SHENYANG, China (AP) — Friends of China’s ailing and imprisoned Nobel Peace Prize laureate Liu Xiaobo have made their way to his hospital at the risk of being detained by the authorities, saying they want to show their support in what could be his final moments.
Documentary filmmaker Zeng Jinyan told The Associated Press she and a fellow supporter drove eight hours from Beijing to the northeastern city of Shenyang where the critically ill political prisoner is being treated at a hospital under close guard.
The First Hospital of China Medical University treating Liu for advanced liver cancer said Wednesday his condition is life-threatening. It provided no updates on Liu’s condition on its website Thursday despite having done so on a daily basis for the past several days.
Liu’s declining health has become the subject of international attention, with supporters and several foreign governments calling for him to be freed on humanitarian grounds.
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Despite the drive of more than 200 kilometers (120 miles), Zeng said she was unable to see Liu or his wife, Liu Xia, or other family members, who have been unreachable in recent days.
“By coming to Shenyang from Beijing, we’re just trying to get closer to Xiaobo and Liu Xia, trying to be with him as he goes through this rough time,” Zeng said in an interview in a nearby hotel room.
Earlier Thursday, many plainclothes security agents could be seen stationed at the hospital’s entrance and inside the crowded facility.
Chinese authorities have largely squelched any attempts to publicly voice support for Liu. Other activists reported online that some half-dozen supporters who had traveled to Shenyang were no longer contactable. The reports could not immediately be confirmed.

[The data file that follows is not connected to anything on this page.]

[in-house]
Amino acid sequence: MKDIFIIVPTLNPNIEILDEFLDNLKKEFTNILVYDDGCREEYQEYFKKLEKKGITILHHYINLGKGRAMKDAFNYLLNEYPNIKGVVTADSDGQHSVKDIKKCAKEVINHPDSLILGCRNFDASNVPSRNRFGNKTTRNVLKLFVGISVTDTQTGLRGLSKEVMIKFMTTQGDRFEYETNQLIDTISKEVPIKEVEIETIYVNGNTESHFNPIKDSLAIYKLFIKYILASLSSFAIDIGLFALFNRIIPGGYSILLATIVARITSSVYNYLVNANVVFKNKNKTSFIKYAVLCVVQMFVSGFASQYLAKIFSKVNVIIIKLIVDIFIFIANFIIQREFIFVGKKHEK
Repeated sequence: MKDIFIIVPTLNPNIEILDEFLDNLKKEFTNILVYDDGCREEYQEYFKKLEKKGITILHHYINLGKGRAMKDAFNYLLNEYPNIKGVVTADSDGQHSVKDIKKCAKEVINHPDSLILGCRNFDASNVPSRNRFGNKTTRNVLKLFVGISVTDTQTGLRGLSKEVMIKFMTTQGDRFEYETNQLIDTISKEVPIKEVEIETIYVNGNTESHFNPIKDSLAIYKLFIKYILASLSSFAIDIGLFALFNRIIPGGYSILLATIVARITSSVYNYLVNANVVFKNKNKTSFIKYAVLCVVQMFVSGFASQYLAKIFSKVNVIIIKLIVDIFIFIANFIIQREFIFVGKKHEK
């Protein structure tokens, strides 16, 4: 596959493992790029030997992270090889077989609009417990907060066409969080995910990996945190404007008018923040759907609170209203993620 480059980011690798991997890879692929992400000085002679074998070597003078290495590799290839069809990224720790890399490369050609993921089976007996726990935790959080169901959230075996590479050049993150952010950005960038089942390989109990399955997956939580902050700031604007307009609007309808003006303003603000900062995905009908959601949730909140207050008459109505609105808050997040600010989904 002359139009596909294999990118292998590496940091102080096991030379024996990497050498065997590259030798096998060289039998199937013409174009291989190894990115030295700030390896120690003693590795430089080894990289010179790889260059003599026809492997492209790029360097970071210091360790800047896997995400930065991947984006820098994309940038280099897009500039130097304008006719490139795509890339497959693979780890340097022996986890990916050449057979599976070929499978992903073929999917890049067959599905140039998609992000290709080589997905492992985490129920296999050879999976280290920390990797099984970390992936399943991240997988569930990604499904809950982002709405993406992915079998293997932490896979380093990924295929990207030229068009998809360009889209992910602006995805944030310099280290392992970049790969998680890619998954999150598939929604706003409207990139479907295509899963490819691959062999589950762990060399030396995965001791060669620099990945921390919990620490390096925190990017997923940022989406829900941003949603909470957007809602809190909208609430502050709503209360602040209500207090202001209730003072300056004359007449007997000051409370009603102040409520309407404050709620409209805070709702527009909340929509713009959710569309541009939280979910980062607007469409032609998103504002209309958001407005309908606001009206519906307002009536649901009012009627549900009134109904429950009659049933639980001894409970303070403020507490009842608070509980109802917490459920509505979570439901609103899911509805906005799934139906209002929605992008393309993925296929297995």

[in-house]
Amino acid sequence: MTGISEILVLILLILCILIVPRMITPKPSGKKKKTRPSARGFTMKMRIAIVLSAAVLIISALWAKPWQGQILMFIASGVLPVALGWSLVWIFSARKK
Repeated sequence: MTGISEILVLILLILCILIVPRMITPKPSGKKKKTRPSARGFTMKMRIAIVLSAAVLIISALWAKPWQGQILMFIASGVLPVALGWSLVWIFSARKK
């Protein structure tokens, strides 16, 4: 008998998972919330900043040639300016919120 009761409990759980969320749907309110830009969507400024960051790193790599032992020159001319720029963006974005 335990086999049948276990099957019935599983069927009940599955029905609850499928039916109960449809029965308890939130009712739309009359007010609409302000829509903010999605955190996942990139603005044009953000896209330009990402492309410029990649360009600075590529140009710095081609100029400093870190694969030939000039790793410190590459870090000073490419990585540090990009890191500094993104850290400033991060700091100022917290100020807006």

Liu, who has advanced liver cancer, is suffering from respiratory and renal failure as well as septic shock, the hospital said Wednesday.
Liu was convicted in 2009 of inciting subversion for his role in the “Charter 08” movement calling for political reform and was sentenced to 11 years in prison. He was awarded the Nobel Peace Prize a year later while serving his sentence.
Liu, a former professor, had helped negotiate with the military for the safe passage of students during the 1989 Tiananmen Square protest.
Wu Qiang, a supporter of Liu who had traveled to Shenyang with Zeng, the documentary filmmaker, said he admired Liu’s resolve to bring about political change despite numerous setbacks.
“Liu Xiaobo took part in the 1989 movement, but even after that movement failed, he did not give up on politics, he did not give up on his own political responsibility,” Wu said in Shenyang.
“Since 1989, he has never ceased in the politics of struggle in China. Even in these past days in Shenyang, he is using the last of his life to continue this struggle,” Wu said.
Wong reported from Beijing.